Water Pricing

Appropriate water pricing is one of the key focus areas for water reforms and national competition policy. Historically cheap water has been treated as a right with some utilities providing water services for less than the cost of provision. Even with metering of consumption, some utilities provide a fixed volume of water (or allowance) in return for the access charge. It is widely recognised that such arrangements, where there is little or no relationship between the water used and the charge, lead to excessive usage by many customers and unfairly high charges for other customers.

Types of Water Pricing Tariffs

There are a number of options for water tariffs that broadly fall into the category of “best practice” water pricing:

Two-Part Tariff

A two-part tariff, now regarded as good practice in water pricing, consists of an access charge and a charge per unit of consumption (volumetric charge). The access charge is usually varied based on the water meter size, to take account of the higher infrastructure cost of higher use customers such as factories.

Inclining Block Tariff

An often used variant of the two part tariff is an “inclining block” or step tariff, where the volumetric charge is divided into a number of bands with increasing usage charges for successive usage bands. The 2011 Productivity Commission Review of the urban water industry argued against Inclining Block Tariffs.

Bundled Water and Wastewater Tariff

It is also becoming more common, particularly for non-residential customers, to base sewerage charges on water usage by applying a discharge factor (ie. a volumetric sewerage charge based on an imputed percentage of water use). The justification behind such a tariff is that water use is reasonably uniform within different customer groups and that the factored water use provides a reasonable estimate of sewage discharge.

Variable or Flexible Tariffs

Seasonal tariffs, where water is charged at a different rate during summer and winter periods have sometimes been considered by the water industry. The philosophy behind seasonal tariffs is that the higher marginal costs of supply in peak periods are reflected in higher prices, making the tariff a useful tool for reducing summer consumption. Variable Tariffs with consumer choice were strongly advocated by the Productivity Commission. The growth in automated metering (which allows greater frequency of consumption data to be captured) has opened more opportunities for time-based charging, however there are no known examples of this being adopted.

An increasing customer focus across the sector will ultimately see increased pressure to better align pricing with customer habits.  Many utilities report that the lag between billing and behaviours which might have contributed to a significant billing impact (e.g. 6 monthly meter reads meaning a volumetric charge reflecting high dry season outdoor water use is only conveyed to a customer in the wet season when usage is low) can drive complaints.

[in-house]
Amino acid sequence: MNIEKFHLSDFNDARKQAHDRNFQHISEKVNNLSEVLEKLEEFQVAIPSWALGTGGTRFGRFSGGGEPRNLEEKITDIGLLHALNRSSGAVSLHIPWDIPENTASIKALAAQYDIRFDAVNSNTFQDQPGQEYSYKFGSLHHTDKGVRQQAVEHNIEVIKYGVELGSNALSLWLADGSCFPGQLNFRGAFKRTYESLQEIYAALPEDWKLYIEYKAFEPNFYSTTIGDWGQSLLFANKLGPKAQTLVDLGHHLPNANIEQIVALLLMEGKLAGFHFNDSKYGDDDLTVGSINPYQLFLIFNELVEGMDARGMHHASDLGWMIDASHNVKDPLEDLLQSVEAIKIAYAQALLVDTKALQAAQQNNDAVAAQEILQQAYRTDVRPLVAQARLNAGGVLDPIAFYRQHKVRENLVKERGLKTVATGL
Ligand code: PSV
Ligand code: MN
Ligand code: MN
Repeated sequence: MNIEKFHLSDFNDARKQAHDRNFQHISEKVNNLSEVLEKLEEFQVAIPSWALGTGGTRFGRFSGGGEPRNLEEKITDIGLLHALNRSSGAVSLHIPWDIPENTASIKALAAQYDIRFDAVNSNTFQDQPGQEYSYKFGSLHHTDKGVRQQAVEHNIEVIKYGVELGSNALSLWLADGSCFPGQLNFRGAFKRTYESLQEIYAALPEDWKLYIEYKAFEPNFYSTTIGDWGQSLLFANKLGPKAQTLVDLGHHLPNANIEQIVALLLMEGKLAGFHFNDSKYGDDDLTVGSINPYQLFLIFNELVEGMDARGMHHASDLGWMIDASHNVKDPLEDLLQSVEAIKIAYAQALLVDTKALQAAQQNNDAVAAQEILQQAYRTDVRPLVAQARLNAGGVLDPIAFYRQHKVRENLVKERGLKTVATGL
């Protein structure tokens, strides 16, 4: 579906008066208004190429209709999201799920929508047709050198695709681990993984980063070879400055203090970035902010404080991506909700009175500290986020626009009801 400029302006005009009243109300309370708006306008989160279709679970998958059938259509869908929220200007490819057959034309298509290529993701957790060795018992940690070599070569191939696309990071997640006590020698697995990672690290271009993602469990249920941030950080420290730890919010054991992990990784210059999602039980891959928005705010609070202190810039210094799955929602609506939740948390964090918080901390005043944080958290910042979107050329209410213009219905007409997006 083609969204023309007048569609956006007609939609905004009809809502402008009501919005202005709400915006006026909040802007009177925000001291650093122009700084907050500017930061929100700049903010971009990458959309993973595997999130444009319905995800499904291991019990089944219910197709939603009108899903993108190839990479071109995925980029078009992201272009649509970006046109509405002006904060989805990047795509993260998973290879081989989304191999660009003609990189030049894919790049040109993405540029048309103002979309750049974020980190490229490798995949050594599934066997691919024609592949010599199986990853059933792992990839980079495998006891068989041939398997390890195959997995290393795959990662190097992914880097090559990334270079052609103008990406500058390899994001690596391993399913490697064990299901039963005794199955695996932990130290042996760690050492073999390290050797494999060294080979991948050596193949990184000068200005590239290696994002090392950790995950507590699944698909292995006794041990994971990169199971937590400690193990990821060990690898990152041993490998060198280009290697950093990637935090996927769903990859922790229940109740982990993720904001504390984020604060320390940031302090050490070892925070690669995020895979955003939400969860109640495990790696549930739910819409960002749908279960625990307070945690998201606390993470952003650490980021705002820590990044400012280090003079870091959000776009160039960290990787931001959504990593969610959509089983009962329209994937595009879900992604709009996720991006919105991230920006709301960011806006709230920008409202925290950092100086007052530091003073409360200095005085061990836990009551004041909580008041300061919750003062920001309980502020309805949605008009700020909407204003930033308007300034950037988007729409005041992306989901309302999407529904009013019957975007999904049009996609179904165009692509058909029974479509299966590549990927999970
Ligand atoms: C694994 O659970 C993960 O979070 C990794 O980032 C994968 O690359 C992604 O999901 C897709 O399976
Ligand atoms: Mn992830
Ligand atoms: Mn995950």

In Queensland there is a diversity of water tariffs used by the more than 70 Water Service Providers (WSPs). While some still retain the outdated system of a single fixed charge for water services, most have a two-part tariff. The figure below shows the structure of a typical residential water bill from a selection of WSPs with two-part tariffs.


Figure: Structure of Typical Bill - Annual residential water bill in 2010 for a selection of Queensland Water Service Providers with different types of two-part tariff.

Principles of Water Pricing

Appropriate water pricing is generally underpinned by a number of important principles: 

  • Alignment with marginal cost. Water charges should be based on the long run marginal cost of the provision of water supply. Long run marginal cost reflects the full cost of supplying water including operating costs, capital expenditure for future augmentation, a return of capital (funding of depreciation), and a return on investment.
  • Promotion of conservation. The pricing policy should provide incentives for water conservation. 
  • Fairness. The pricing policy should be fair (that is charges for users should not result in cross subsidies).
  • Revenue sufficiency and stability. Adequate funds must be recouped from customers to maintain and augment the water supply system with the appropriate balance between fixed and water usage charges. The pricing regime should provide a stable source of revenue, not unduly influenced by short and medium term fluctuations in demand.
  • Protection for needy customers. Local Governments’ Community Service Obligations (CSO’s) such as discounts for community or sporting organisations should be explicitly reflected in the pricing policy.
  • Transparency. Where decisions are made to provide subsidies under CSO’s or incentives schemes, these should be clearly identified and costed.
  • Simplicity. The pricing policy should be simple for customers to understand and the Local Government to administer. 
  • Frequent Billing. Enables the customer to be aware of consumption.

The Queensland Competition Authority outlined the regulatory pricing principles for the water sector in 2000.The Productivity Commission Review of the national urban water industry proposes a modified set of principles, for example removing the externalities of protection of needy customers and the environment to other Policy and regulatory tools.